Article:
Performance Test

The aim of a Performance Test Station is to rear groups of bull calves in exactly the same conditions, eliminating the environmental impact, so that from the differences in performance their genetic potential emerges.

Every month the 15 bull calves coming from the quarantine are divided into 3 boxes containing 5 calves each. During the 7 months of testing the subjects are checked on their monthly weight increase. At the end of the test, at the age of about 12 months, they are evaluated on their meat potential and morphology.


The ration is composed of two types of food: feed-stuff and hay. In order to maintain the homogeneity of the environmental conditions all the calves must get the same feeding. Therefore the feed-stuff is rationed and this allows to single out the calves which grow better thanks to their genetic potential, even if they received the same quantity of feed-stuff as the others. The quantities are controlled by an automatic feeder which recognises each bull calf by its magnetic collar.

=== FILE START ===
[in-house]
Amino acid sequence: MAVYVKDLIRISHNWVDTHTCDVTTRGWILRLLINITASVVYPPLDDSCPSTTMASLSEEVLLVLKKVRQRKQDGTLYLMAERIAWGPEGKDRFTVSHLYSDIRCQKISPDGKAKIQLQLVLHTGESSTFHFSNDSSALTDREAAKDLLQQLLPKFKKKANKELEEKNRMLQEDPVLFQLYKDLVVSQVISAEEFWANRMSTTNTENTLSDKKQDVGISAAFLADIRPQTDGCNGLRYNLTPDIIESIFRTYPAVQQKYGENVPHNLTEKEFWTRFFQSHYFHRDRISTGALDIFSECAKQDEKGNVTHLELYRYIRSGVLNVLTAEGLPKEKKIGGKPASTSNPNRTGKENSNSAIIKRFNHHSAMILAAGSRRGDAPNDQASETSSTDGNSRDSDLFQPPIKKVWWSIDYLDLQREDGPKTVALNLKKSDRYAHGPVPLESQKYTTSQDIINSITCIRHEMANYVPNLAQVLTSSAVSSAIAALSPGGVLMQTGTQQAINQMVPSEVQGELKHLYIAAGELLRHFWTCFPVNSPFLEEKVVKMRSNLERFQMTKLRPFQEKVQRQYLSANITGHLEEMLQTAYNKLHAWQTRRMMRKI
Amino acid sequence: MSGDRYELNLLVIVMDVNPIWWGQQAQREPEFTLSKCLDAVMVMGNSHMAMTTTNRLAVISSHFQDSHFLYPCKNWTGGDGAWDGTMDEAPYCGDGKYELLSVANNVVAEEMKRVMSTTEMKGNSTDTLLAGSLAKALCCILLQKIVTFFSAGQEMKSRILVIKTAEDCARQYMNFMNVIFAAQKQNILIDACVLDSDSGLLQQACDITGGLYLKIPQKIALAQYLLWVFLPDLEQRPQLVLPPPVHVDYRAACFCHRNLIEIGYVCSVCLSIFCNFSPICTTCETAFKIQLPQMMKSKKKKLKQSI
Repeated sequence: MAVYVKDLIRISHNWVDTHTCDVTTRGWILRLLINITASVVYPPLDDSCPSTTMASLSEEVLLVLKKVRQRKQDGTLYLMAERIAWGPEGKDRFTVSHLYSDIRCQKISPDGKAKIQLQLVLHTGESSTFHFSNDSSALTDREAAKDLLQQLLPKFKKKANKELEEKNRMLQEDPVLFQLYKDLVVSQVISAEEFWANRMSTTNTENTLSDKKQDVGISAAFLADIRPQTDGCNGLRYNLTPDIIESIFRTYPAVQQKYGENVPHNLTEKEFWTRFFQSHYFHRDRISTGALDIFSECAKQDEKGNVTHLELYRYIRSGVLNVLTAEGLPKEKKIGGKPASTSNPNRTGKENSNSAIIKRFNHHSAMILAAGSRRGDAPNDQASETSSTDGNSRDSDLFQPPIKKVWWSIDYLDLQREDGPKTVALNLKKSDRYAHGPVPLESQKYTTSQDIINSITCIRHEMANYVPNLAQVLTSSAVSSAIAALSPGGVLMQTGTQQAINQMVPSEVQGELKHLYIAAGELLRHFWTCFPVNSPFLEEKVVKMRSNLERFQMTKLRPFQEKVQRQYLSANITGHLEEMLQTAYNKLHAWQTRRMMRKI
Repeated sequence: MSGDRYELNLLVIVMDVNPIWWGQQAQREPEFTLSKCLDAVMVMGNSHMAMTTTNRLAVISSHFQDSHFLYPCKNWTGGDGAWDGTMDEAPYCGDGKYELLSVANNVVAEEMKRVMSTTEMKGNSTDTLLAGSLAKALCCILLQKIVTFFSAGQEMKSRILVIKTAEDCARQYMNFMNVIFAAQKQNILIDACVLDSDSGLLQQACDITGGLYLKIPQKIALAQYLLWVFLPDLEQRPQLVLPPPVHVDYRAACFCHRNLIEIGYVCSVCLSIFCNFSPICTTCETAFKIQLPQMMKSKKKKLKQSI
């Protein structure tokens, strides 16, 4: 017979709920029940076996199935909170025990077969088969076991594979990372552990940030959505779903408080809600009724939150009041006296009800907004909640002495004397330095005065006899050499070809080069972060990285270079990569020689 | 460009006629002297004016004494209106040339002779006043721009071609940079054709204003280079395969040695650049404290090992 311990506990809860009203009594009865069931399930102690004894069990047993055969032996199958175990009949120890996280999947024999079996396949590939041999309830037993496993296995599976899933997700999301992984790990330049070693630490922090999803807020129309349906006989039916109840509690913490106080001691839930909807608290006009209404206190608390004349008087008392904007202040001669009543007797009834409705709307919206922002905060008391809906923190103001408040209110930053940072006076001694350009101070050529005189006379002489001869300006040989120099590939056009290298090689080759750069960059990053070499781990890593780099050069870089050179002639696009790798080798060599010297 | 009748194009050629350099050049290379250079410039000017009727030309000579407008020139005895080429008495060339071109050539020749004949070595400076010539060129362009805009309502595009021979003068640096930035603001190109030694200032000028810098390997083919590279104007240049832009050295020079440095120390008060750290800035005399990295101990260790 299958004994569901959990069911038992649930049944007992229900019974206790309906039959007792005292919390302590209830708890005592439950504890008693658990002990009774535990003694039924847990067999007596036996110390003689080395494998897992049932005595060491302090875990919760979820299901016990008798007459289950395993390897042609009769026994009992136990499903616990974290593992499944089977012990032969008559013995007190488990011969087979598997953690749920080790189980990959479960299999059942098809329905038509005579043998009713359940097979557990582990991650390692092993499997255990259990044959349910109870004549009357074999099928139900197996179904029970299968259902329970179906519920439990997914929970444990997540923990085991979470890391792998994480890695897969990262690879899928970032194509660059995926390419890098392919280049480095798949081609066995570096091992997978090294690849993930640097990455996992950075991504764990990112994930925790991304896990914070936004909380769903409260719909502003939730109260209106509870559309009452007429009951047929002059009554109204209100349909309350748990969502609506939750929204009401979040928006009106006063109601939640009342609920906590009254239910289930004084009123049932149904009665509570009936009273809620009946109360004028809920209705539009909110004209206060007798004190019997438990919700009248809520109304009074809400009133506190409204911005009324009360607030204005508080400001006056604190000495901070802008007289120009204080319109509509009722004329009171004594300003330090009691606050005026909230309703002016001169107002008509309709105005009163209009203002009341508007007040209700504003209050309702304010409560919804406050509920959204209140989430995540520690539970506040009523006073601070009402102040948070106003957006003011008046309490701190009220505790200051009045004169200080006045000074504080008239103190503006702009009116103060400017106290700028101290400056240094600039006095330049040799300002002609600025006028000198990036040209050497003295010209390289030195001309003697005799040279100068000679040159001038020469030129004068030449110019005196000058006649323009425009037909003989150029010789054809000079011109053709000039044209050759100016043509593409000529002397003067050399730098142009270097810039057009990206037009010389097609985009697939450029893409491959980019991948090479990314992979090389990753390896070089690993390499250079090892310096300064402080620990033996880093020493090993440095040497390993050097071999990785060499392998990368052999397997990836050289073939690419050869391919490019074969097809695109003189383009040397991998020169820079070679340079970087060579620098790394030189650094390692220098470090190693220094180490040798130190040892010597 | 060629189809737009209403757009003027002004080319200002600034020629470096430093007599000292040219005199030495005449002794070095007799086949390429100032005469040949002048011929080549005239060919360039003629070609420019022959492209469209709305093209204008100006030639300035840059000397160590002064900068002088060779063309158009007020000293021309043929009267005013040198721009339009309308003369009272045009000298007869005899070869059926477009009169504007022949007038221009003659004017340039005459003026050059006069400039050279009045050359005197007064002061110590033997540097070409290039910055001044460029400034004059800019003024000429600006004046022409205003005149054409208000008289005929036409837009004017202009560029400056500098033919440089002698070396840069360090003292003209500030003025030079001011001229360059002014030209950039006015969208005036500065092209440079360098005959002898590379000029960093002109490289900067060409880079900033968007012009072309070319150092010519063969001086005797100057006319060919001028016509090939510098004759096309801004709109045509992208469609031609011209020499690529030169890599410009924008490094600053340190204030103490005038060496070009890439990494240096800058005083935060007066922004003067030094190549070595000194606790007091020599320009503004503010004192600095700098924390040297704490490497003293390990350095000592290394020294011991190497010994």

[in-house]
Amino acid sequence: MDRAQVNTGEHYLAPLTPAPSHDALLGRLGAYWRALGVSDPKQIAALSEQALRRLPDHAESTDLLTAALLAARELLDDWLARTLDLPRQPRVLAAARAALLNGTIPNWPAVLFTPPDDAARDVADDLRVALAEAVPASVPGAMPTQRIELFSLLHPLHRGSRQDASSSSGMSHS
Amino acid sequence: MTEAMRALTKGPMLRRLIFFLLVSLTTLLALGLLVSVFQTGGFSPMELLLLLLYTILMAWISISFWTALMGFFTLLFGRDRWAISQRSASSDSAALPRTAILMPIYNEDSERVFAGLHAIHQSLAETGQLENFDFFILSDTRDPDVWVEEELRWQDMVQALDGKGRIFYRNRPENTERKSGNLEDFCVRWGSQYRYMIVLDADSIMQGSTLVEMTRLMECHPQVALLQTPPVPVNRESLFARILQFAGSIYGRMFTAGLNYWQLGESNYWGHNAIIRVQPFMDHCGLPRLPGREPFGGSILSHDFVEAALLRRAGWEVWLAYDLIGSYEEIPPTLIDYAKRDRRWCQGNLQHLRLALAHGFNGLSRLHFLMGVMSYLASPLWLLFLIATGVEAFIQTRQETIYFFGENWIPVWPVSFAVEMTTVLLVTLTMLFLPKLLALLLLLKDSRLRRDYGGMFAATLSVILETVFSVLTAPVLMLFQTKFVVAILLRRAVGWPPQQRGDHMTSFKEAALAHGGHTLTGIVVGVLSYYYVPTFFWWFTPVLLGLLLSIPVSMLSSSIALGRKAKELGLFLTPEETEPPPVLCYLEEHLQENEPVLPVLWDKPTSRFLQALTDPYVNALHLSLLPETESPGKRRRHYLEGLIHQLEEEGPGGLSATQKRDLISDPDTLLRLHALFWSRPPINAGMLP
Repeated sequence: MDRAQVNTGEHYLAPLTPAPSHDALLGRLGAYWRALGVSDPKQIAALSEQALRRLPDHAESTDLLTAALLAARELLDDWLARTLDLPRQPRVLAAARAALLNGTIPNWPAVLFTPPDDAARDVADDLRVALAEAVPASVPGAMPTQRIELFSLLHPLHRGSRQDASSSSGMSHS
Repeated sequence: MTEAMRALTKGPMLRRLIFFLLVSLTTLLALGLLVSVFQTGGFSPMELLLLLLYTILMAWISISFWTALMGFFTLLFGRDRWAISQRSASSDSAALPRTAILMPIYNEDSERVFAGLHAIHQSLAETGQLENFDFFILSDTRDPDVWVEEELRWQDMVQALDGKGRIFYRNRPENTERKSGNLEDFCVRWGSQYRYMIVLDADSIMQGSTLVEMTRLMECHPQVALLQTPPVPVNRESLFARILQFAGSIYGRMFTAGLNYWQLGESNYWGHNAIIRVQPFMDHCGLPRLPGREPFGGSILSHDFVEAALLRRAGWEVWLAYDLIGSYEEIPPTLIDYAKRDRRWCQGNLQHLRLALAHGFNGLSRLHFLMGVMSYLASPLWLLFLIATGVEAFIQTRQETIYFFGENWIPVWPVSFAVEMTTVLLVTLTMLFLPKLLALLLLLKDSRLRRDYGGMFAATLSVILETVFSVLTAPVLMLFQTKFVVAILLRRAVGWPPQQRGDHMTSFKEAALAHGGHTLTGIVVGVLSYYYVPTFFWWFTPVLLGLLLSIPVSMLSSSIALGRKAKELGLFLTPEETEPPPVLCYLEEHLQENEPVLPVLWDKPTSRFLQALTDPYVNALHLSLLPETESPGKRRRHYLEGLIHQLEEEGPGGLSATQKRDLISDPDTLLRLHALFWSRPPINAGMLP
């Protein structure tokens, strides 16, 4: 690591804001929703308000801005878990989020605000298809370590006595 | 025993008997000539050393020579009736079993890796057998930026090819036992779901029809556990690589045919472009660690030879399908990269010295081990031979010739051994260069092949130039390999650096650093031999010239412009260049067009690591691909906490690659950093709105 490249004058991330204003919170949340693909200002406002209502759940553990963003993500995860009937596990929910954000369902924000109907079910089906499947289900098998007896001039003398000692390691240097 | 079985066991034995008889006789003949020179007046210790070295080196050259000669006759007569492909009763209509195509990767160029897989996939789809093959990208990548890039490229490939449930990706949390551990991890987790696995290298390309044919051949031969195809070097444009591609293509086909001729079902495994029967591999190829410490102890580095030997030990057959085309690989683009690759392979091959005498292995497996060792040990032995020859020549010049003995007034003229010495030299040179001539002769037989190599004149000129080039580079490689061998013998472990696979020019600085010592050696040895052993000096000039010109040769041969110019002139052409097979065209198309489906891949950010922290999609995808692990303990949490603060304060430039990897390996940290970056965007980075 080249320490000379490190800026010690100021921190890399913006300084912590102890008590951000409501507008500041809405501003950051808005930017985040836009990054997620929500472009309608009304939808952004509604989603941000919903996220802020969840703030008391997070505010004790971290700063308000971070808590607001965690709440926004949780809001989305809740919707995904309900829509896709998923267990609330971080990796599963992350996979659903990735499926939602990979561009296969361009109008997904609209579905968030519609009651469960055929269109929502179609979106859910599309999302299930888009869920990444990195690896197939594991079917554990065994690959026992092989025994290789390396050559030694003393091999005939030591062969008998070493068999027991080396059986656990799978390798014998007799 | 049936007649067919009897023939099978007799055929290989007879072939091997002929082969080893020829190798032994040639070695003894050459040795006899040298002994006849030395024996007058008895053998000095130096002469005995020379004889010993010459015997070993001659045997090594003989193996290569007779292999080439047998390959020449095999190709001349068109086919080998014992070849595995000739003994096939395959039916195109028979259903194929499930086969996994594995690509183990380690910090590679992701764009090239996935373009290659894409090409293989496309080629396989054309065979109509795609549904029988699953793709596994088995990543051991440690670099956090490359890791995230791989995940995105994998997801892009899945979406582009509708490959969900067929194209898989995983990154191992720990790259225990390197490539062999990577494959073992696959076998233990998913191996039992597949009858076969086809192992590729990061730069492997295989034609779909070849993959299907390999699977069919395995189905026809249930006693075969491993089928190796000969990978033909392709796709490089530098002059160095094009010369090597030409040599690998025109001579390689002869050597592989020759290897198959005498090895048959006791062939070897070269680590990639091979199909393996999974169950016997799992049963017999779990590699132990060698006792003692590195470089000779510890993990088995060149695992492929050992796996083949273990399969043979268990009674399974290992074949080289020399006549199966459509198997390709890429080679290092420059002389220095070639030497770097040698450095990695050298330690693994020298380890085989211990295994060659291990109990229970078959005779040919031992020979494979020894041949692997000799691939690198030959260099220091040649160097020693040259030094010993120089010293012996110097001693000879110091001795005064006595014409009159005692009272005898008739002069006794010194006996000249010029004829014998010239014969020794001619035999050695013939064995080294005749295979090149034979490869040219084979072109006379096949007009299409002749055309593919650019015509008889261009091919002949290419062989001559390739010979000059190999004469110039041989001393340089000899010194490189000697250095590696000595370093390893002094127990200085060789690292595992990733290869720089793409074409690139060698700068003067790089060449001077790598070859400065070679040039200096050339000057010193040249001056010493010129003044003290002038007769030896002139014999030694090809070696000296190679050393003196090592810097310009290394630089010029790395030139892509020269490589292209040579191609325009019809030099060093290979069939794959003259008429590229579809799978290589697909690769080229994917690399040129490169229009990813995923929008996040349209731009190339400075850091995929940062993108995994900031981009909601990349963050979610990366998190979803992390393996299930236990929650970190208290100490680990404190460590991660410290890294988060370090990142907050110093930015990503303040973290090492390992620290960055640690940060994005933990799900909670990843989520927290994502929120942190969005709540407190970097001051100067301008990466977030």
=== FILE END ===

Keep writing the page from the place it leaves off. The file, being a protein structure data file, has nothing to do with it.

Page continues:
The quantity of feed-stuff increases progressively with the age, from about 3 kg daily at the entry of the Genetic Station at 4.5 months of age, to about 6 kg daily at the end of the Test at 12 months of age. The feed-stuff used is not excessively energetic (starch content 37.7%) as the aim is to produce future breeding stock and not calves for fattening. Apart from the feed-stuff there is hay available ad lib.


The calves are weighed once every 4 weeks with a total of 8 weighings in 7 months. In the phase of maximum increase the calves reach peaks of more than 2 kg a day. The bulls who finished the Performance Test in the year 2000 (164 calves) showed an average weight increase of 1.45 kg per day during 7 months, corresponding to a weight of 475 kg at the age of 12 months.

The single weighings, including the ones carried out during the quarantine phase, are used to calculate the Growth Index.